RCL Year B Epiphany 2
1 Samuel 3:1-20; Psalm 139:1-5 and 12-17; 1 Corinthians 6:12-20; Saint John 1:43-51

After surviving last week the coldest weekend of the year, we are gathered together to hear a Gospel about growth and opportunity. Two very warm subjects are growth and opportunity. No, I’m not talking about a mutual fund. Nor am I talking about “transitioning” to retirement. This Gospel is about growth and opportunity in the lives of Philip and Nathanael, how they grow and how they take the opportunity to be as Christ would have them be. Jesus, the Word made flesh, the Son of God, this is the One who says to Philip: “Follow me.”[1] And Philip has to respond. For his relationship with Jesus to continue, he must at least give some response. Philip’s relationship with Jesus is a living and dynamic relationship, a rhythm of call and response.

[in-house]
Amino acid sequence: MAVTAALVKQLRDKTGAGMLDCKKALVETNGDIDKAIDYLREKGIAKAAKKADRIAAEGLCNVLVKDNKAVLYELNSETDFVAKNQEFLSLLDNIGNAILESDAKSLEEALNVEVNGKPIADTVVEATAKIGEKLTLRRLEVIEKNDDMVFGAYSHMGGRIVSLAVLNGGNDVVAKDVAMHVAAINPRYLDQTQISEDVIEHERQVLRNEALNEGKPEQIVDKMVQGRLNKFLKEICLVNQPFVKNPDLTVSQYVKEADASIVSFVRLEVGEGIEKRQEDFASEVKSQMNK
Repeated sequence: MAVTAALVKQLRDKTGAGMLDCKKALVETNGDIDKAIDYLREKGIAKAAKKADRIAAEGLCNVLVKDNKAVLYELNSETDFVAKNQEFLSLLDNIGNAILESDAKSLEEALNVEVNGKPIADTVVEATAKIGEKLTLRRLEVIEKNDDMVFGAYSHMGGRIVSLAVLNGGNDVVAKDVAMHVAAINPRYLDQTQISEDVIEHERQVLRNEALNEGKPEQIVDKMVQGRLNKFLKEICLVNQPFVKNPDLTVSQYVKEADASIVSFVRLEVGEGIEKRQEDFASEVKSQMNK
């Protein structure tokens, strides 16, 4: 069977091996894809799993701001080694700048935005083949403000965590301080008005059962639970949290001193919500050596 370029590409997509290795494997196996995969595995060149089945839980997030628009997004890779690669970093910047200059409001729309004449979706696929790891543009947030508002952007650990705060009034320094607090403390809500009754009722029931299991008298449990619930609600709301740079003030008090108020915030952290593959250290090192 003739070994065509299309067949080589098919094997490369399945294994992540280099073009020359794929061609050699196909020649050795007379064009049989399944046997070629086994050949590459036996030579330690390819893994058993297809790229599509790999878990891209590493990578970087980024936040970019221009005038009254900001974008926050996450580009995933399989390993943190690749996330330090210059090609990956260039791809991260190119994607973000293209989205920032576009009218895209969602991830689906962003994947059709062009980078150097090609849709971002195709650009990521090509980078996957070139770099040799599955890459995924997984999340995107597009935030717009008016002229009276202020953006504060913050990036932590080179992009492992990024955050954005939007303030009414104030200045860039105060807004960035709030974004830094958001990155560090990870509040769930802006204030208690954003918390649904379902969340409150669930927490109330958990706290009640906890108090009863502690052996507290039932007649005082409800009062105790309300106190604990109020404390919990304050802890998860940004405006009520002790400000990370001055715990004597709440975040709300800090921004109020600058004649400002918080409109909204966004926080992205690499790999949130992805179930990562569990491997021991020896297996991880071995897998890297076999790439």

In hearing God’s call and in responding, you and I discover growth and opportunity. We grow as we hear and answer God’s call. When we do not hear God’s call or when we do not respond, we do not grow. We do not grow as individual persons or as a parish.

The minute that you or I begin not to hear God’s call becomes the very minute that you or I begin to allow something to block our relationship with God. And then our relationship with God and with each other withers. Imagine Philip hearing the voice of Jesus saying “Follow me,” and imagine Philip not responding. Imagine what and who he would then be. Imagine the damage that would be done.

For God has not created us, God has not baptized us, into his Son’s death and resurrection, to seek our own will or our own pleasure. God has created us, God has baptized us, to be his people, to be in a relationship with him which is loving and tender. God has done this for us to that we may be his people in a broken world, a world broken by things not true, a broken world desperate to be healed and forgiven.

The call from God is here. God always calls on us to follow him. The ministry to a broken world and broken people is right here, not far away at all. More than one, surely, will say with Samuel in the Old Testament Lesson, “Speak, for your servant is listening.”[2]

[1] Saint John 1:43.

[2] 1 Samuel 3:10.

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